The diagram above depicts the stream process of a chunk of the streamed study from being downloaded, unzipped, encrypted, and finally written to the users' download location.

This streaming process ensures that there is not an unencrypted zip file sitting on the user's hard disk at any time. This prevents attackers, for example, interrupting the power supply after downloading completes but before encryption process takes place to obtain unencrypted images.

Writing Encrypted Files

When writing to an encrypted file, a cryptographic hash (secure one-way function) of the key and the initialization vector used in encryption are pre-pended to the output file. This allows mi2b2 to verify if the encrypted key is the same as the key users have chosen when opening an encrypted image without divulging the real key. The initialization vector is used in the decryption process to reverse the encryption and obtain a unencrypted image.

mi2b2 uses SHA-256 to hash the AES key, and SHA-256 produces a hash that is 256 bits (32 bytes) long. The initialization vector is the length of key (128 bits, or 16 bytes) plus 2 more bytes. This means every encrypted image file is pre-pended with 32 + 18 = 50 bytes of information. Otherwise the encrypted image files are exactly the same size as the unencrypted ones.

The zipped study file is organized hierarchically by Study UID (top level), Series ID (mid level), and Image Instance ID. The first two levels are directories, named by their IDs. These IDs are produced using DICOM standards, and those who know how to read the IDs can identify what institution, department, machine, and date/time the particular study started, and use the assembled information to narrow down or identify the patient. To prevent this kind of attack, when encryption is chosen, mi2b2 will rename these studies, series, and images. Studie UIDs and Series IDs will be hashed (using the MD5 cryptographic hash function). The hashed value (16-bytes long) is then written out to be a string of 16 hexadecimal numbers (32 characters, 2 characters per 1 hexadecimal number) and pre-pended with "Study-" or "Series-" appropriately and appended with ".encrypted" (1, 2). The image files, on the other hand, are named "Study-num", where num stands for the instance number of that image in its series. The image files are also appended with ".encrypted" (3). This helps the users identify which files appear before which.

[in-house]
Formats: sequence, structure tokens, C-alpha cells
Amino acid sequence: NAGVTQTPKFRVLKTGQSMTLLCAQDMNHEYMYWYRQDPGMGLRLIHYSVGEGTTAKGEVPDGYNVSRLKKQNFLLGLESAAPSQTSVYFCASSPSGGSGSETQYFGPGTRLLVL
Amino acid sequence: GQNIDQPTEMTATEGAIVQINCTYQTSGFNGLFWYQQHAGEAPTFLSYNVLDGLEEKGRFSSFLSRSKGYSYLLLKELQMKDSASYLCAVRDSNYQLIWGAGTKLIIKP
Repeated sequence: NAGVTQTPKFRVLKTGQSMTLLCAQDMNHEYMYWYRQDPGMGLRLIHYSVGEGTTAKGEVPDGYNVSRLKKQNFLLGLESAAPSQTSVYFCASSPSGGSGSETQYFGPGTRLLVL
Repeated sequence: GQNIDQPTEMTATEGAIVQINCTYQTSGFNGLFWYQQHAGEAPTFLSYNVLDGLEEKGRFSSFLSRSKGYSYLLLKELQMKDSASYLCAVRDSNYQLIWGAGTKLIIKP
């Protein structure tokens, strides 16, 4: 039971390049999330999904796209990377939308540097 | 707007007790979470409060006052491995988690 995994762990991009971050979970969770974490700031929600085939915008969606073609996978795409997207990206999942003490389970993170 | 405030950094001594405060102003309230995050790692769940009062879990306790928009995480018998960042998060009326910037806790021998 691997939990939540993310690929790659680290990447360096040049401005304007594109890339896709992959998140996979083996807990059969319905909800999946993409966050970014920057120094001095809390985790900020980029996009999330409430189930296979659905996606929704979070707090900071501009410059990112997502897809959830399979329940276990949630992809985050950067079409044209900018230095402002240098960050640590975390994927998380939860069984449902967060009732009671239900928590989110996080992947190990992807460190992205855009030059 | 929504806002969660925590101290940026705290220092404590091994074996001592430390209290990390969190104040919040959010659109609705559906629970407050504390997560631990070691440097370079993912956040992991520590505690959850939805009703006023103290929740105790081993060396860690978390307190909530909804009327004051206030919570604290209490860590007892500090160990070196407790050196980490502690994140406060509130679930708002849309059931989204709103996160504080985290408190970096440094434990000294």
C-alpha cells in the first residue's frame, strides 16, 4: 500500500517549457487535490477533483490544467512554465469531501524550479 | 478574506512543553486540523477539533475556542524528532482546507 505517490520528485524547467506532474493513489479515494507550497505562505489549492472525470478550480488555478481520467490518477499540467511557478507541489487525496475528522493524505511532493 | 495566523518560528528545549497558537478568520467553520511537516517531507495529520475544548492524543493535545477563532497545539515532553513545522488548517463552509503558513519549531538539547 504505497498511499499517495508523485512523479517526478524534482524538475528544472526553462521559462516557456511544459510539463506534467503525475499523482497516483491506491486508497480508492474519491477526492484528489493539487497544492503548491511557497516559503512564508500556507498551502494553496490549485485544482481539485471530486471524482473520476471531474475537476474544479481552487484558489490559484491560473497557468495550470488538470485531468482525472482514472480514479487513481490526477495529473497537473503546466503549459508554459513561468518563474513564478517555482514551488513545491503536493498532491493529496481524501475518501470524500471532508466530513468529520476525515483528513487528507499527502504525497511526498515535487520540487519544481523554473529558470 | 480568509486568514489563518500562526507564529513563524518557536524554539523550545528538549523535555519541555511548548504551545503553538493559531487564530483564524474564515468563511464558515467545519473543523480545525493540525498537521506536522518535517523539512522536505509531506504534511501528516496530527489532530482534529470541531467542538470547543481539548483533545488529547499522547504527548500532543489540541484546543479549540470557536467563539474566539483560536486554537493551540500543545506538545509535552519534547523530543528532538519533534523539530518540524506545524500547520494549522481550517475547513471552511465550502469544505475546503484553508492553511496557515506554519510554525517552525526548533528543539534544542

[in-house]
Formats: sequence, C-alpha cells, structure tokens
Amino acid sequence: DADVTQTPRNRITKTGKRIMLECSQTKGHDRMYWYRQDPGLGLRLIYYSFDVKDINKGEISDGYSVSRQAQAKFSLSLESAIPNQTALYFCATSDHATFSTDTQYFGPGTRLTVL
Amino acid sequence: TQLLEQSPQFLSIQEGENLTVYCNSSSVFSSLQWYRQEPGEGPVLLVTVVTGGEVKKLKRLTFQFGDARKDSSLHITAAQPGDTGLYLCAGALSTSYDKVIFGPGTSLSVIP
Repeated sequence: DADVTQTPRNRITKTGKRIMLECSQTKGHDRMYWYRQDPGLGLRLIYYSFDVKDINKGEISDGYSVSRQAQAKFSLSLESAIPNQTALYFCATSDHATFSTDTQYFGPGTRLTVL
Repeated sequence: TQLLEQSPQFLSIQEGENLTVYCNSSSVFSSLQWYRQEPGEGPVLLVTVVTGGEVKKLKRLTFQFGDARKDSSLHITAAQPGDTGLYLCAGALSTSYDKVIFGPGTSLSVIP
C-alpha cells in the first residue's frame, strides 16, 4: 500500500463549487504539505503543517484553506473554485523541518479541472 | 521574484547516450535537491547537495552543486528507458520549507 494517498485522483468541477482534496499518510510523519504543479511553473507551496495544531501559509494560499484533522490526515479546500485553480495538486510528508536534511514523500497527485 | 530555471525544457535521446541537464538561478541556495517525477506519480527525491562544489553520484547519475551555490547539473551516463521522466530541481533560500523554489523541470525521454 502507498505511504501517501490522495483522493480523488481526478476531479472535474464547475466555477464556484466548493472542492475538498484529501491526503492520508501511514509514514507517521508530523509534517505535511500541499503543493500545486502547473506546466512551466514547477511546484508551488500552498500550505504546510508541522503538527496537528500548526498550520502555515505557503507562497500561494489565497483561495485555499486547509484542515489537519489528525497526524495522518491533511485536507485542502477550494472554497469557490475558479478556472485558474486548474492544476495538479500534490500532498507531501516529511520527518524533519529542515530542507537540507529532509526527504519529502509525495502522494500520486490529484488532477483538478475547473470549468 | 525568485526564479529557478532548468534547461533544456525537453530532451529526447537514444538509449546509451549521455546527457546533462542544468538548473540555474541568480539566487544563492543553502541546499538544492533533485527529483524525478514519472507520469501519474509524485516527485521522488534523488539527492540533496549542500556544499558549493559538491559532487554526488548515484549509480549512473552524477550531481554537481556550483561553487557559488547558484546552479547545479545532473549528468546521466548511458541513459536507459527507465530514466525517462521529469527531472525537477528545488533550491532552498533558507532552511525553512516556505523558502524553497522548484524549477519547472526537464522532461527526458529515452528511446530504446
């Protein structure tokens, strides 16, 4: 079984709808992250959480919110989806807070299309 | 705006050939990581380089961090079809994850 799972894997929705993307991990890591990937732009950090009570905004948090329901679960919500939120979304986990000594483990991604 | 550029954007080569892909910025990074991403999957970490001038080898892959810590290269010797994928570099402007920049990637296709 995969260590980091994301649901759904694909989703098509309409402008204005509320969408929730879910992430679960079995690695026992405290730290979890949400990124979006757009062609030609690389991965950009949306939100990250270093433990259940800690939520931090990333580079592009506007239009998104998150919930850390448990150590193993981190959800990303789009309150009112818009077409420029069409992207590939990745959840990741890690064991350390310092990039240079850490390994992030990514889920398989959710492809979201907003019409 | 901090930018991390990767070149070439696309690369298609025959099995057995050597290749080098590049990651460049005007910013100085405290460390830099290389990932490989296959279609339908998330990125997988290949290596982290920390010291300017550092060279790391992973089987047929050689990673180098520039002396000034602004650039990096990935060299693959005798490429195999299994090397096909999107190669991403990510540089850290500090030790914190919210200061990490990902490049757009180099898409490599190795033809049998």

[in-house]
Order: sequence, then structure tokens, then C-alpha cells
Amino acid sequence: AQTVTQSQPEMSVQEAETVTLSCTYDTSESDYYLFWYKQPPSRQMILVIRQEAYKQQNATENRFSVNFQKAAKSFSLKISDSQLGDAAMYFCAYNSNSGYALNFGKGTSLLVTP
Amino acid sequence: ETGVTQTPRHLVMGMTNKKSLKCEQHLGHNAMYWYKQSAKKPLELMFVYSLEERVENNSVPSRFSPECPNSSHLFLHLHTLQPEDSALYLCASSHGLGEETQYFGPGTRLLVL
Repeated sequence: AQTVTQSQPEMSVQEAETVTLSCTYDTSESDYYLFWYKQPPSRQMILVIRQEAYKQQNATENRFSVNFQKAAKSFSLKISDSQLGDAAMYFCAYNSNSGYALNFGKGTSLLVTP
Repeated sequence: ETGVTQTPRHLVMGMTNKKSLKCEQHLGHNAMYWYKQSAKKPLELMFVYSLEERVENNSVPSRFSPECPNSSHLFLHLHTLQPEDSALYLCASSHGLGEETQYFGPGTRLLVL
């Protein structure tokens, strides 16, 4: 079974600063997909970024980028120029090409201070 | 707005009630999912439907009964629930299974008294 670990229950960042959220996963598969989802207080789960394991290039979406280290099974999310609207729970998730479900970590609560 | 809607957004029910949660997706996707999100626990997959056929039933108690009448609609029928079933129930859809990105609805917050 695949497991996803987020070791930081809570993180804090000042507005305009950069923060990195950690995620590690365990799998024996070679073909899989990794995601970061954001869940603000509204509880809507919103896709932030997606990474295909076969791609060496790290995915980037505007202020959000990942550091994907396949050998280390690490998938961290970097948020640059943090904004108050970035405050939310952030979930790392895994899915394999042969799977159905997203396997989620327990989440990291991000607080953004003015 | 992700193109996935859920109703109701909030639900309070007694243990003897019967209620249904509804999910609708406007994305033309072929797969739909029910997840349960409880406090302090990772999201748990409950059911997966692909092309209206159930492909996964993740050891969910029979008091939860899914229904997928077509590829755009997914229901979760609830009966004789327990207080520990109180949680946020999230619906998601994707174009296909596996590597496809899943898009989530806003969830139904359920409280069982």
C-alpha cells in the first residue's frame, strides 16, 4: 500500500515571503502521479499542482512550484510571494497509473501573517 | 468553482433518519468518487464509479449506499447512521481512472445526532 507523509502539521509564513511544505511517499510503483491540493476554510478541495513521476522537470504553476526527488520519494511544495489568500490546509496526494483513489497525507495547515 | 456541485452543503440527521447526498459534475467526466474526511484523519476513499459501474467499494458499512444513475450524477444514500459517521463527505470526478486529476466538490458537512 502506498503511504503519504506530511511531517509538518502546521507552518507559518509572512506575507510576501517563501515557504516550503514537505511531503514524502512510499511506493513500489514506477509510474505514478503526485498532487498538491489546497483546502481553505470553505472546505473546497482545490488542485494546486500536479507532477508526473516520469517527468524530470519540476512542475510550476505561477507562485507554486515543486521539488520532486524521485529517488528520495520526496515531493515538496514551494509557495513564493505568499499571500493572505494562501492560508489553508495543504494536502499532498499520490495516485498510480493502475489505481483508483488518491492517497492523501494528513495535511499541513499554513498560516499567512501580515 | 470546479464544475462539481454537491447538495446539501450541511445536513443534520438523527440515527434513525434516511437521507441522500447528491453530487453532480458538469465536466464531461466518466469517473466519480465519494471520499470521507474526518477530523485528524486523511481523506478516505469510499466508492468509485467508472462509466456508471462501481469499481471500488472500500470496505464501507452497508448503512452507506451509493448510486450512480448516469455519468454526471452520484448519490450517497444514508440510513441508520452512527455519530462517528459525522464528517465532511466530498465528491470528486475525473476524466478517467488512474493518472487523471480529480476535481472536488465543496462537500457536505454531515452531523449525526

Decrypting Images

The mi2b2 client first reads the first 50 bytes of the encrypted file. It applies the same SHA-256 algorithm to the key users supplied, and compare the result to see if the hash matches with the hash of the key in the file (first 32 bytes). If true, the mi2b2 client then uses the last 18 bytes of the 50 bytes to recreate the initialization vector. The key (supplied by user and verified to match the encrypted key) and the initialization vector are then used to initialize the decrypting algorithm.

The decryption occurs when users select a series from the Image Browser or when users move the image slider in the Image Viewer. For most images, the decryption process is fairly fast. However, users may experience lack of responsiveness for some larger images, some modalities are worse than the others. No decrypted data is written to hard disk during decryption.


Last Page (Managing Remote Cache)

  1. Quick Start
  2. Searching for and Requesting DICOM Studies
  3. Downloading and Viewing Studies
  4. Managing Repository
  5. Sorting and Filtering
  6. Encryption
  7. Frequently Asked Questions (FAQs)